"That's not what I--" Inasa broke off. "He's your own classmate. You should stand beside him! The bonds of your burning high school experience should persevere!"
"But you asked to pair up."
"I was mistaken!"
"Ah," said Todoroki.
The day's supervising teacher, Hands Up of Shiketsu, approached. "Have ya picked your partners yet?"
"No," said Todoroki.
"Yes!" said Inasa. "Me and Todoroki!"
"All right," said Hands Up. "Try'n not kill each other, kids."
Inasa huffed noisily. The wind stirred up at his feet. "What?" he demanded of Todoroki, who was staring in that weird, half-lidded way he had of staring.
"You're unnecessarily confusing," said Todoroki.
"Me!" said Inasa, in outrage. "You're the one who confuses people!"
That was how it went most days.
Chapter 2: Third Year
U.A. held its sports festival later than Shiketsu and Ketsubutsu, the other hero high school. That year, Inasa's third year, some months after the explosive end to the League of Villains, U.A. reached out to the other schools.
"It's all about ratings," said Mom.
Mama said, "Don't be so cynical, Machiko-mama, it's about building trust between the school."
Whatever the reason, that year U.A. introduced a new element to their festival: an inter-school battle tournament featuring the top four students (placement determined by each school's regular tournament) from each of the three hero schools.
Inasa had laughed uproariously when his home room teacher made the announcement.
"Please don't go overboard, Yoarashi," she said, pained. "Remember that you're representing Shiketsu."
"Hell yeah!" He stood violently, knocking over both desk and chair. "We'll finally show U.A. who's the hottest high school of 'em all!"
"Yoarashi, you're disturbing the other students."
The night before the Shiketsu students were to bus to the U.A. campus, Inasa rewatched the U.A. third year tournament semi-finals. He'd watched them that afternoon with his mothers and the twins, who had lost interest and wandered away partway through.
Inasa would have chided them for their lack of fighting spirit but Todoroki fought next, against the curly-haired shrimp, Deku.
"Oh, is that him?" said Mom with interest.
Mama looked up from her sewing. The twins were as hard on the knees of their trousers as Inasa.
"That boy from the remedial classes. You remember!"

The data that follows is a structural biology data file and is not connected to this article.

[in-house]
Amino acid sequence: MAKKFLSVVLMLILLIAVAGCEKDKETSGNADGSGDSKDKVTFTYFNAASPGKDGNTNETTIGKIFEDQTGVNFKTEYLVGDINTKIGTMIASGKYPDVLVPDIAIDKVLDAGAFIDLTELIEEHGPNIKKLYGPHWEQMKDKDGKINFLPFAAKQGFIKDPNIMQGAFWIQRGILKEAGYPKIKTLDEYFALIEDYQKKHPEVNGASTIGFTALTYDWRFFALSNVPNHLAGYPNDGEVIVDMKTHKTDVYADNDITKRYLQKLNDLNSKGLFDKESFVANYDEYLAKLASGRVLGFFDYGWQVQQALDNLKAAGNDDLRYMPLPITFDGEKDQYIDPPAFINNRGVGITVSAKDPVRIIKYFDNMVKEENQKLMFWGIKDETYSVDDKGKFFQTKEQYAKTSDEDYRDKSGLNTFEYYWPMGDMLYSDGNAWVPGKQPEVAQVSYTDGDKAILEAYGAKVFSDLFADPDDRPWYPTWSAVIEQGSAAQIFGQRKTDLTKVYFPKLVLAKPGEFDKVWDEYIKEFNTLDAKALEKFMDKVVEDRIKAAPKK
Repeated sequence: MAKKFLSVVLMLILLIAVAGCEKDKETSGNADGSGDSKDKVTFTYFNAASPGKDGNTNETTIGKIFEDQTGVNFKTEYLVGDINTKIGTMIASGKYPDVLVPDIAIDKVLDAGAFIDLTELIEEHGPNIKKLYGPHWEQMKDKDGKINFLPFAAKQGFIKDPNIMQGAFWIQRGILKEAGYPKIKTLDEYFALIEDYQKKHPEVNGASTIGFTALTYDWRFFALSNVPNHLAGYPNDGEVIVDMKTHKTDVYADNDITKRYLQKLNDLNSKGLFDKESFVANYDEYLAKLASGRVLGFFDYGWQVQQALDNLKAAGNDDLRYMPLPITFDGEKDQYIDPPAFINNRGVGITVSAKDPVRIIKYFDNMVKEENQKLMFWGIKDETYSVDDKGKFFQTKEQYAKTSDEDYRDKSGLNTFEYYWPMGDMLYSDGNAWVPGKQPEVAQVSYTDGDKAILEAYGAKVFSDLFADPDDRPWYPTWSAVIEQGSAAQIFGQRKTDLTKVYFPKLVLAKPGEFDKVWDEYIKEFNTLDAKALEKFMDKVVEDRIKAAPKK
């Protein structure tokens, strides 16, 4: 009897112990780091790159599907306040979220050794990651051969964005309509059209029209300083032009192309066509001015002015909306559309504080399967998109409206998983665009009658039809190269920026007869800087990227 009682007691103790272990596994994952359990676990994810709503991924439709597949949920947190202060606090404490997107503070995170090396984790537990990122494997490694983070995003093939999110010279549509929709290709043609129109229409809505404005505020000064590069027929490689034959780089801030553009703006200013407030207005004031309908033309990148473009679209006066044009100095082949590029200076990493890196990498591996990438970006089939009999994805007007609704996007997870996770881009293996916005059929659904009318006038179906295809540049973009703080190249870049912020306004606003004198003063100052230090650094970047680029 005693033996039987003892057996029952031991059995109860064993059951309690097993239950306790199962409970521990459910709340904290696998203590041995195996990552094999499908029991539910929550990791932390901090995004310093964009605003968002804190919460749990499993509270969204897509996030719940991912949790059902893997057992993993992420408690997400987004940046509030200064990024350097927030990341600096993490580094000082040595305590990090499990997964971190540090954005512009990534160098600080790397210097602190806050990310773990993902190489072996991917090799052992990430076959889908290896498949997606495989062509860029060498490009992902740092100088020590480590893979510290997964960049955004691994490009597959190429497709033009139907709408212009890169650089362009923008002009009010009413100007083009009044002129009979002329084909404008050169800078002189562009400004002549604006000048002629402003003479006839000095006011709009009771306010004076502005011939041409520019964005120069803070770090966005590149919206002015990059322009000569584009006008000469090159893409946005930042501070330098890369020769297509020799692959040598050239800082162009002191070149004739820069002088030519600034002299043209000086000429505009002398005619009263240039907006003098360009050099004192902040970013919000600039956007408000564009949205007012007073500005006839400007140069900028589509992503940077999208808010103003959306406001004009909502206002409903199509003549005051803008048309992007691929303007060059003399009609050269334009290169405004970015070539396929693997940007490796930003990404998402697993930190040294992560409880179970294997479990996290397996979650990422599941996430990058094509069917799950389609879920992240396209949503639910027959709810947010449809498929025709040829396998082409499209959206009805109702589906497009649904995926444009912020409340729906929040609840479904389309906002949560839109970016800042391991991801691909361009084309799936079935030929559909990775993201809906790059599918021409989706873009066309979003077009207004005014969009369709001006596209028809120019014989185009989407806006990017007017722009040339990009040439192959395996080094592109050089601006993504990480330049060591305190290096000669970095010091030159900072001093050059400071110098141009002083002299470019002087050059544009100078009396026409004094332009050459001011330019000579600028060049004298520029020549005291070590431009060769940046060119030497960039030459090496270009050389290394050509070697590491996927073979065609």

Mama clucked her tongue. "That was two years ago."
"Inasa's mama!" Mom clucked her tongue right back in teasing. "Don't you pay attention to your son?"
Inasa shushed them both loudly. He hadn't wanted to miss a single gesture from Todoroki; he crowded the TV.
"We can't see, Inasa."
"He has a special interest," Mom told Mama.
Without looking away Inasa said, "If I'm gonna face off against him tomorrow, then I gotta know all his moves!"
That was why he rewatched the fight that night, headphones in so the twins wouldn't wake in their room across the hall. Raptly he traced Todoroki's sleight of hand: the quick-moving tricks he pulled to distract from one side or the other. A weaker hero might have fallen into a rhythm. Todoroki, frosted and yet wreathed in flame, moved with a purposeful lack of symmetry. Here he struck with ice. Here with fire, but that a feint to cover up for an ice slick laid across the field.
How would Inasa counter? Deku, already beloved for his role in defeating the League of Villains, couldn't interest him. He fell asleep too late and woke too early, excitement already bleeding hotly through him.
The rest of the third years shunned him that morning.
"How are you so energized?" "Go away, Inasa..." "I'll kill you," suggested Reina of Class 3-B. As her quirk manipulated cellular growth, Inasa chose to sit as far from her as possible and to direct his commentary to the supervising staff.
Then: U.A.! He burst out of the bus into the late morning sunlight and heaved a colossal breath. Ah, Shiketsu was his school, but to stand again on the mighty, well-laid sidewalks of U.A. was unlike anything else! Truly Cementoss was among the most notable heroes!
A light lunch, a meeting, a brief tour hosted by a U.A. teacher. A speech from Shiketsu staff about the honor of the day and the school's pride in sponsoring these four students; what the staff meant was, kick U.A.'s ass.
Inasa vibrated throughout all of it. Soon, he would test his mettle. Soon, he could go all out against Todoroki.
Another speech. Reina muttered, "Yoarashi, if you don't stop bouncing your leg," and Inasa stood.